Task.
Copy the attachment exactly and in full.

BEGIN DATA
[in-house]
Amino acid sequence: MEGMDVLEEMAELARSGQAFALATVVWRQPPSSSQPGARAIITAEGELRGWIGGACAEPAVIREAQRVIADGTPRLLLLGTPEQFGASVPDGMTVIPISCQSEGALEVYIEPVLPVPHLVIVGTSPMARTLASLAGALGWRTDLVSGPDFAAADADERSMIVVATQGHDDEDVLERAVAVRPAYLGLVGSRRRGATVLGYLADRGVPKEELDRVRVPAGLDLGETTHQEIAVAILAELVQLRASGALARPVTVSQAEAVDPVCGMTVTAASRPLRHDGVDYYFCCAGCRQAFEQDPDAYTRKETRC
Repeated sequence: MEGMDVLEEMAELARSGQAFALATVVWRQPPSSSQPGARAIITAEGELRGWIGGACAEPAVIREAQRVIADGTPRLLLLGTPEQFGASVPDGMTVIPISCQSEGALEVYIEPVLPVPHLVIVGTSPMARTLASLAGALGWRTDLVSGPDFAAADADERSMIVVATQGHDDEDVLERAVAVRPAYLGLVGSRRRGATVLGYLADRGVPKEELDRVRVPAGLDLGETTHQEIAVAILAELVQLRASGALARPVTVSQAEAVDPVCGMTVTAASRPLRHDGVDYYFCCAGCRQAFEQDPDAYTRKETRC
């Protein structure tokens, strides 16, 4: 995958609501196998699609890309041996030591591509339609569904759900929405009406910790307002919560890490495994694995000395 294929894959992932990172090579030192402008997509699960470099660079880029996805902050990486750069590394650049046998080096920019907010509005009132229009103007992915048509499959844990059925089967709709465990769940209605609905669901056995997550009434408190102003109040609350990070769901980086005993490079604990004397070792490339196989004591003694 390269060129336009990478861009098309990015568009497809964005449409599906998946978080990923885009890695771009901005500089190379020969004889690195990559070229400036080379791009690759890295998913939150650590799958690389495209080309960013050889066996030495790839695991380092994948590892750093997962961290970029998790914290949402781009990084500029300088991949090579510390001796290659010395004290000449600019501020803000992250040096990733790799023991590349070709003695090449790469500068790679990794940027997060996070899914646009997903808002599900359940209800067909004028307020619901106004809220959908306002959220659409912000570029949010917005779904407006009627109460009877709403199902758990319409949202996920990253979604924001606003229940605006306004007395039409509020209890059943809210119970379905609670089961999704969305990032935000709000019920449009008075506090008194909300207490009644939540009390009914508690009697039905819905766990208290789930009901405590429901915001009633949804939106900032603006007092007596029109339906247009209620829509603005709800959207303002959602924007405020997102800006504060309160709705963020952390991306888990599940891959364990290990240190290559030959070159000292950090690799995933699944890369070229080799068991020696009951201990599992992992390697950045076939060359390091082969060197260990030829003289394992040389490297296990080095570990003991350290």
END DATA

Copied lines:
[in-house]
Amino acid sequence: MEGMDVLEEMAELARSGQAFALATVVWRQPPSSSQPGARAIITAEGELRGWIGGACAEPAVIREAQRVIADGTPRLLLLGTPEQFGASVPDGMTVIPISCQSEGALEVYIEPVLPVPHLVIVGTSPMARTLASLAGALGWRTDLVSGPDFAAADADERSMIVVATQGHDDEDVLERAVAVRPAYLGLVGSRRRGATVLGYLADRGVPKEELDRVRVPAGLDLGETTHQEIAVAILAELVQLRASGALARPVTVSQAEAVDPVCGMTVTAASRPLRHDGVDYYFCCAGCRQAFEQDPDAYTRKETRC
Repeated sequence: MEGMDVLEEMAELARSGQAFALATVVWRQPPSSSQPGARAIITAEGELRGWIGGACAEPAVIREAQRVIADGTPRLLLLGTPEQFGASVPDGMTVIPISCQSEGALEVYIEPVLPVPHLVIVGTSPMARTLASLAGALGWRTDLVSGPDFAAADADERSMIVVATQGHDDEDVLERAVAVRPAYLGLVGSRRRGATVLGYLADRGVPKEELDRVRVPAGLDLGETTHQEIAVAILAELVQLRASGALARPVTVSQAEAVDPVCGMTVTAASRPLRHDGVDYYFCCAGCRQAFEQDPDAYTRKETRC
């Protein structure tokens, strides 16, 4: 995958609501196998699609890309041996030591591509339609569904759900929405009406910790307002919560890490495994694995000395 294929894959992932990172090579030192402008997509699960470099660079880029996805902050990486750069590394650049046998080096920019907010509005009132229009103007992915048509499959844990059925089967709709465990769940209605609905669901056995997550009434408190102003109040609350990070769901980086005993490079604990004397070792490339196989004591003694 390269060129336009990478861009098309990015568009497809964005449409599906998946978080990923885009890695771009901005500089190379020969004889690195990559070229400036080379791009690759890295998913939150650590799958690389495209080309960013050889066996030495790839695991380092994948590892750093997962961290970029998790914290949402781009990084500029300088991949090579510390001796290659010395004290000449600019501020803000992250040096990733790799023991590349070709003695090449790469500068790679990794940027997060996070899914646009997903808002599900359940209800067909004028307020619901106004809220959908306002959220659409912000570029949010917005779904407006009627109460009877709403199902758990319409949202996920990253979604924001606003229940605006306004007395039409509020209890059943809210119970379905609670089961999704969305990032935000709000019920449009008075506090008194909300207490009644939540009390009914508690009697039905819905766990208290789930009901405590429901915001009633949804939106900032603006007092007596029109339906247009209620829509603005709800959207303002959602924007405020997102800006504060309160709705963020952390991306888990599940891959364990290990240190290559030959070159000292950090690799995933699944890369070229080799068991020696009951201990599992992992390697950045076939060359390091082969060197260990030829003289394992040389490297296990080095570990003991350290």